Matt posted on it almost daily (If only the administration would act, and fill those absent chairs!), and almost daily I made some comment like, “Matt, two empty Fed chairs are about as important to the American economy as a pair of missing back-up cheerleaders are to the victory plans of the New England Patriots.”

    Note: Remember, we’re talking about MattY, a guy who coined the unforgettable term, “fraudy,” to describe the outrageously blatant criminal activities of the banksters.

    That’s right, tens of thousands of financial criminals hadn’t committed criminal fraud against tens of millions of victims, robbing them out of trillions, but instead, had engaged, and yes, admittedly, possibly might still be engaging in, just a wee bit o’ fraudy.

    Add a y to fraud, apparently, and you no longer have to do 5 to 10. And if Matt could have his way, with his negative “real” interest rates, the Fed, with or without is full compliment of chairs, would pay these wretches billions (to take free trillions!) so they could commit fraudy on ever grander scale!

    1. Max424

      I forgot this Matty (look over there!) double-speak classic:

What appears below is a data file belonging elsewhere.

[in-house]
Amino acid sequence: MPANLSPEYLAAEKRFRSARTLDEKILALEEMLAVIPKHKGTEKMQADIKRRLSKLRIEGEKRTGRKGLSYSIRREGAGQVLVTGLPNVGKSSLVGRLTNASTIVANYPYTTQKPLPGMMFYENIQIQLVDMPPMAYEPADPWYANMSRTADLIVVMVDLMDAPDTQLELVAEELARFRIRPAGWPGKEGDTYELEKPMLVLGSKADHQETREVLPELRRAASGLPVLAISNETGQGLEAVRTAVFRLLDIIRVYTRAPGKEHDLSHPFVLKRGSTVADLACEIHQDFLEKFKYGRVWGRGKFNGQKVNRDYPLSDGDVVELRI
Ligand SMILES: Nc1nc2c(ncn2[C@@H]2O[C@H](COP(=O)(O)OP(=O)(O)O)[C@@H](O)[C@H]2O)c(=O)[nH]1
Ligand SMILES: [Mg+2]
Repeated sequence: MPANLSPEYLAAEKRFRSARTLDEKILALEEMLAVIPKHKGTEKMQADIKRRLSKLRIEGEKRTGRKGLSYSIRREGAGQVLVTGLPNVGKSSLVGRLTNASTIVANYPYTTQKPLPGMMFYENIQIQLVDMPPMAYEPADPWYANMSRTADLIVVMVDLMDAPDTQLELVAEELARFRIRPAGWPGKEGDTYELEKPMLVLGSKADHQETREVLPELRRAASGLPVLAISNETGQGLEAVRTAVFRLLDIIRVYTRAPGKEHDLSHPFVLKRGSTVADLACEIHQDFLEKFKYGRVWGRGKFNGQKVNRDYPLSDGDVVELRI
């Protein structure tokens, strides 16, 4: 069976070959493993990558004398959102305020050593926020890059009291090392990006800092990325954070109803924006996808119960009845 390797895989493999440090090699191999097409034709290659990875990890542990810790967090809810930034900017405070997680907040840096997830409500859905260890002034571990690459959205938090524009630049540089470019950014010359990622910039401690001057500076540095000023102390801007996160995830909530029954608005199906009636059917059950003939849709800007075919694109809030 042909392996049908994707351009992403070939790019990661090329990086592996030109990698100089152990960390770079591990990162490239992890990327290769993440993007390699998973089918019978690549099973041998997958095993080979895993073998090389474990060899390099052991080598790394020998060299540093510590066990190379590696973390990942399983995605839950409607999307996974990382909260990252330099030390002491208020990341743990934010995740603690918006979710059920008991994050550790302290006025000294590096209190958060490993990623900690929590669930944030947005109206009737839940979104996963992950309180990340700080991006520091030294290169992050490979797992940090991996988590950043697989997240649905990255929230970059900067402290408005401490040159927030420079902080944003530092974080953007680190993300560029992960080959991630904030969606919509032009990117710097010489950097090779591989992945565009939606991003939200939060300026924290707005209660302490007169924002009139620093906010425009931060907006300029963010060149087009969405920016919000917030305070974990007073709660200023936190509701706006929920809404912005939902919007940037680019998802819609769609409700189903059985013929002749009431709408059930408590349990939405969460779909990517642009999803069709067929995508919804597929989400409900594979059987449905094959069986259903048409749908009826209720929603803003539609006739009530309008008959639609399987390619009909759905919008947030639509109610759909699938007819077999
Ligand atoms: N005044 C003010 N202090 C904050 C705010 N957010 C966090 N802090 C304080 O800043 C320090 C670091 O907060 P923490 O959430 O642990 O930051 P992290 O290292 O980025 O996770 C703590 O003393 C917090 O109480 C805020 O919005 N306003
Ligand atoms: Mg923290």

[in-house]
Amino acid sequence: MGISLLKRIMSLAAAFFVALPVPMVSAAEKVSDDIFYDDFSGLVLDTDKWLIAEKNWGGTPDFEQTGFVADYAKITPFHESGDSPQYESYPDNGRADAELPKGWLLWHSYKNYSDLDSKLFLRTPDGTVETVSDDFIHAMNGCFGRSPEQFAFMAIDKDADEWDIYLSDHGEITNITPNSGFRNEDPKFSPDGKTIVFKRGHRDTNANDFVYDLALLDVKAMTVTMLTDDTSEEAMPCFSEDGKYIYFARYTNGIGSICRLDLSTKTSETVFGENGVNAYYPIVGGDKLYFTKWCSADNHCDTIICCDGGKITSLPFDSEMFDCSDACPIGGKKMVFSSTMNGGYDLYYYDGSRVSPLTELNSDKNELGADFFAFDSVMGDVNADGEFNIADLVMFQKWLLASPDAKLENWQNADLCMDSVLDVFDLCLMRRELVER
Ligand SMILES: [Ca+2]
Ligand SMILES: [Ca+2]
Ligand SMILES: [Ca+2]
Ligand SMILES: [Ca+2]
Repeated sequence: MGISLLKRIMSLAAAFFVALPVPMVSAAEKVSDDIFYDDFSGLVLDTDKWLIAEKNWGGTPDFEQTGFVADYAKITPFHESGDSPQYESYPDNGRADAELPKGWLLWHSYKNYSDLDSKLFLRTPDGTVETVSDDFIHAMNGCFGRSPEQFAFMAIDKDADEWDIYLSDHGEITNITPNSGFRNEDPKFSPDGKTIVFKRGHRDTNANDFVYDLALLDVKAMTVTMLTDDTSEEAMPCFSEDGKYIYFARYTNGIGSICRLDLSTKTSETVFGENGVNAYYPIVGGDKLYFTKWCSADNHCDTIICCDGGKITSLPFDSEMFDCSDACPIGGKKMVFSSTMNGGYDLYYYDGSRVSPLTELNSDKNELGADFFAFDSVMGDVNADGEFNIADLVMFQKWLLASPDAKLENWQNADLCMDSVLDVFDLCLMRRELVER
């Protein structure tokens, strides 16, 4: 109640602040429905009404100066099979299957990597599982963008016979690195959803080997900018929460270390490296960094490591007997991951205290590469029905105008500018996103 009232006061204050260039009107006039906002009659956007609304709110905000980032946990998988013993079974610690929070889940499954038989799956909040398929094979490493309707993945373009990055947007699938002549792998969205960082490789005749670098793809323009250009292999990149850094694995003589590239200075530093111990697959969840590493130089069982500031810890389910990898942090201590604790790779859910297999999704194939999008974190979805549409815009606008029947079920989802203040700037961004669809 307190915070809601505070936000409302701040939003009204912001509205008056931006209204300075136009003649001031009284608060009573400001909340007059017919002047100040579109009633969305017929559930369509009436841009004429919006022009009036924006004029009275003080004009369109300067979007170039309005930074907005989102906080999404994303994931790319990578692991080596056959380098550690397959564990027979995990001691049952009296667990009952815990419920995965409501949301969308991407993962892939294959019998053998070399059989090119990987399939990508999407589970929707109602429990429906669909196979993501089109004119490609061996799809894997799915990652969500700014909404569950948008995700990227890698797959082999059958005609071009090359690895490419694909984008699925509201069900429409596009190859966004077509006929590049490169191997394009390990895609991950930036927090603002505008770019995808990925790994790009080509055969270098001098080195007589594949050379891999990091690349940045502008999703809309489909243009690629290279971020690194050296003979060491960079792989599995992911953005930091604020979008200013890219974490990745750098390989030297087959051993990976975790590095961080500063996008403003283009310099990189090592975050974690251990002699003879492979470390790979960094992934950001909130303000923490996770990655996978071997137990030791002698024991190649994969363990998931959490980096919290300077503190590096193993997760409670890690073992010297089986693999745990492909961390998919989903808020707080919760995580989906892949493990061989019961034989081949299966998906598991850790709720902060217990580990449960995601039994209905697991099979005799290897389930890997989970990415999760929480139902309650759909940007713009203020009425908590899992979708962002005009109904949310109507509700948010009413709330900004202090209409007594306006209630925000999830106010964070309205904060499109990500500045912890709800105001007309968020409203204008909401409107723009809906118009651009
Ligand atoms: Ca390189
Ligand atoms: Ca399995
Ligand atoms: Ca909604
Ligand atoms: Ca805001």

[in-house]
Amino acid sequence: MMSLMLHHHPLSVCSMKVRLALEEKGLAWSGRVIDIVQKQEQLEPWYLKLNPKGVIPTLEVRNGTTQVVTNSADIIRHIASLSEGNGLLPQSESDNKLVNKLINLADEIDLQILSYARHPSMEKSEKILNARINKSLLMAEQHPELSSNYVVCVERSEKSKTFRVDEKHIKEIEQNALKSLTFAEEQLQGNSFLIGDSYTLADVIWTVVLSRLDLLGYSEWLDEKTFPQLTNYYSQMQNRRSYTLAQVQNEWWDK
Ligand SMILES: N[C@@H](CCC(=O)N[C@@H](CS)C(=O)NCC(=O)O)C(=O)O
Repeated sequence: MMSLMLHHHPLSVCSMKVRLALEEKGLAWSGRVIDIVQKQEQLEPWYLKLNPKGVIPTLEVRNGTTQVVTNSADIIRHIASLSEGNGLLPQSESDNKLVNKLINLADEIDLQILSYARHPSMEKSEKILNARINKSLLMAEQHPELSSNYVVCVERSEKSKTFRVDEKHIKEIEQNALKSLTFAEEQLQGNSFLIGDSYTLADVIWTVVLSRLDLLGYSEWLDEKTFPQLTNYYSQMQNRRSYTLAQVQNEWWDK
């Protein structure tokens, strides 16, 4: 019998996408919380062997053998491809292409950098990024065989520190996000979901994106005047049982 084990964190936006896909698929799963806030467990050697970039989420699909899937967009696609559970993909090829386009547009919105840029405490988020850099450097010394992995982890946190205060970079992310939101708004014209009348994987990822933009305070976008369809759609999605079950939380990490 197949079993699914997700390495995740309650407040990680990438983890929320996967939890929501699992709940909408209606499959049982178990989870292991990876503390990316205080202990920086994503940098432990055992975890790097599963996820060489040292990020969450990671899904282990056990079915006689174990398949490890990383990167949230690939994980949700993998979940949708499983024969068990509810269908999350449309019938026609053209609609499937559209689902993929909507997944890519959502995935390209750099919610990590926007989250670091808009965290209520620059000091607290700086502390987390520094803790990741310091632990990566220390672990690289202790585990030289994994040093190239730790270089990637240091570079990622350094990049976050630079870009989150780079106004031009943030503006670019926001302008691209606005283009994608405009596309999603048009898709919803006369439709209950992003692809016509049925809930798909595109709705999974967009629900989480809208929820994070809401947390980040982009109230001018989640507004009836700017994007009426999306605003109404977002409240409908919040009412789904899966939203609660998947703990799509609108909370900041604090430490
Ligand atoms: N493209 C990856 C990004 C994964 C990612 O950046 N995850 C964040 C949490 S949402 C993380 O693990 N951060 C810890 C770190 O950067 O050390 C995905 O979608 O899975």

“I think the administrations left-wing critics would have been very disappointed if the White House made universal health care take a back seat to a second round of bank equity injections.”

      Bullshit. This left-wing critic would have been ecstatic if “universal health care” took a back seat to just about anything, especially if it included frying the motherfucking banksters over hot coals.

      “Bank equity injections?” Too funny. Exactly what Matt is, was, and always will be calling for.

      And “universal health care?” Like this left-wing critic would have been devastated if the ultra right-wing Heritage Foundation’s plan for the Big Giveaway, to Big Insurance, was what, somehow swamped by the large wake left by ongoing monetary policy?

      Giggle. The kid still makes me laugh.

      1. tom allen